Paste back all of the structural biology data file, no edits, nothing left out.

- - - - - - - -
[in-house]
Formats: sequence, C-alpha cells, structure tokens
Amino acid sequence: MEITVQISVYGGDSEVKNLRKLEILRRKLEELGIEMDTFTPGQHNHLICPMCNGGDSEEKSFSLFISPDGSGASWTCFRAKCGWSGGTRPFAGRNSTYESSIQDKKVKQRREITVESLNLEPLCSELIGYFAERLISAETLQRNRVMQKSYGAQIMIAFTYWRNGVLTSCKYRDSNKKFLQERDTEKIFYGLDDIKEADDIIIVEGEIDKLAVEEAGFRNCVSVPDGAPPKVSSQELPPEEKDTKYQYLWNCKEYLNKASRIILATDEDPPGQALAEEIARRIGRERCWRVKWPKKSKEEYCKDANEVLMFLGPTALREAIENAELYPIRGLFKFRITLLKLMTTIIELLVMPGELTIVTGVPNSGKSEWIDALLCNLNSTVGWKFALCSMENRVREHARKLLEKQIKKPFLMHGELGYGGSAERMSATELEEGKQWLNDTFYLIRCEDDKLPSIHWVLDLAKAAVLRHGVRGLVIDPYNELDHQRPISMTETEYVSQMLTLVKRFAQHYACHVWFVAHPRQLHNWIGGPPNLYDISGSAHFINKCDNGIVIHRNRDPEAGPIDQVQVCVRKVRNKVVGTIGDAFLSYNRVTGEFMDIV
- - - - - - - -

[in-house]
Formats: sequence, C-alpha cells, structure tokens
Amino acid sequence: MEITVQISVYGGDSEVKNLRKLEILRRKLEELGIEMDTFTPGQHNHLICPMCNGGDSEEKSFSLFISPDGSGASWTCFRAKCGWSGGTRPFAGRNSTYESSIQDKKVKQRREITVESLNLEPLCSELIGYFAERLISAETLQRNRVMQKSYGAQIMIAFTYWRNGVLTSCKYRDSNKKFLQERDTEKIFYGLDDIKEADDIIIVEGEIDKLAVEEAGFRNCVSVPDGAPPKVSSQELPPEEKDTKYQYLWNCKEYLNKASRIILATDEDPPGQALAEEIARRIGRERCWRVKWPKKSKEEYCKDANEVLMFLGPTALREAIENAELYPIRGLFKFRITLLKLMTTIIELLVMPGELTIVTGVPNSGKSEWIDALLCNLNSTVGWKFALCSMENRVREHARKLLEKQIKKPFLMHGELGYGGSAERMSATELEEGKQWLNDTFYLIRCEDDKLPSIHWVLDLAKAAVLRHGVRGLVIDPYNELDHQRPISMTETEYVSQMLTLVKRFAQHYACHVWFVAHPRQLHNWIGGPPNLYDISGSAHFINKCDNGIVIHRNRDPEAGPIDQVQVCVRKVRNKVVGTIGDAFLSYNRVTGEFMDIV